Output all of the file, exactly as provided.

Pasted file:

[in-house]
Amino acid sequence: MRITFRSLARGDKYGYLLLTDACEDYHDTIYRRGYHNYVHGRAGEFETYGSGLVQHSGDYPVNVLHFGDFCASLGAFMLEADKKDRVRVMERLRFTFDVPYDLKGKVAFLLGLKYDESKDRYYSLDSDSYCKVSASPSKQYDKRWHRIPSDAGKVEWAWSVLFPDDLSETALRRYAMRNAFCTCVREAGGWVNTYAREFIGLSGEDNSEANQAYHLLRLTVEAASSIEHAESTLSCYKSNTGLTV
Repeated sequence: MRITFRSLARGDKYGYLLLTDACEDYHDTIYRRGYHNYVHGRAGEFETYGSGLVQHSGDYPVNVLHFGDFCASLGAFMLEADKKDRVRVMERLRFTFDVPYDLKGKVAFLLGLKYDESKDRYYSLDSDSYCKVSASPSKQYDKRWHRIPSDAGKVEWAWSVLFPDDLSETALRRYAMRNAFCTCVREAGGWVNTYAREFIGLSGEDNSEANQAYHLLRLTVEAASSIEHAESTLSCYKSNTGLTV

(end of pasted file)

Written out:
[in-house]
Amino acid sequence: MRITFRSLARGDKYGYLLLTDACEDYHDTIYRRGYHNYVHGRAGEFETYGSGLVQHSGDYPVNVLHFGDFCASLGAFMLEADKKDRVRVMERLRFTFDVPYDLKGKVAFLLGLKYDESKDRYYSLDSDSYCKVSASPSKQYDKRWHRIPSDAGKVEWAWSVLFPDDLSETALRRYAMRNAFCTCVREAGGWVNTYAREFIGLSGEDNSEANQAYHLLRLTVEAASSIEHAESTLSCYKSNTGLTV
Repeated sequence: MRITFRSLARGDKYGYLLLTDACEDYHDTIYRRGYHNYVHGRAGEFETYGSGLVQHSGDYPVNVLHFGDFCASLGAFMLEADKKDRVRVMERLRFTFDVPYDLKGKVAFLLGLKYDESKDRYYSLDSDSYCKVSASPSKQYDKRWHRIPSDAGKVEWAWSVLFPDDLSETALRRYAMRNAFCTCVREAGGWVNTYAREFIGLSGEDNSEANQAYHLLRLTVEAASSIEHAESTLSCYKSNTGLTV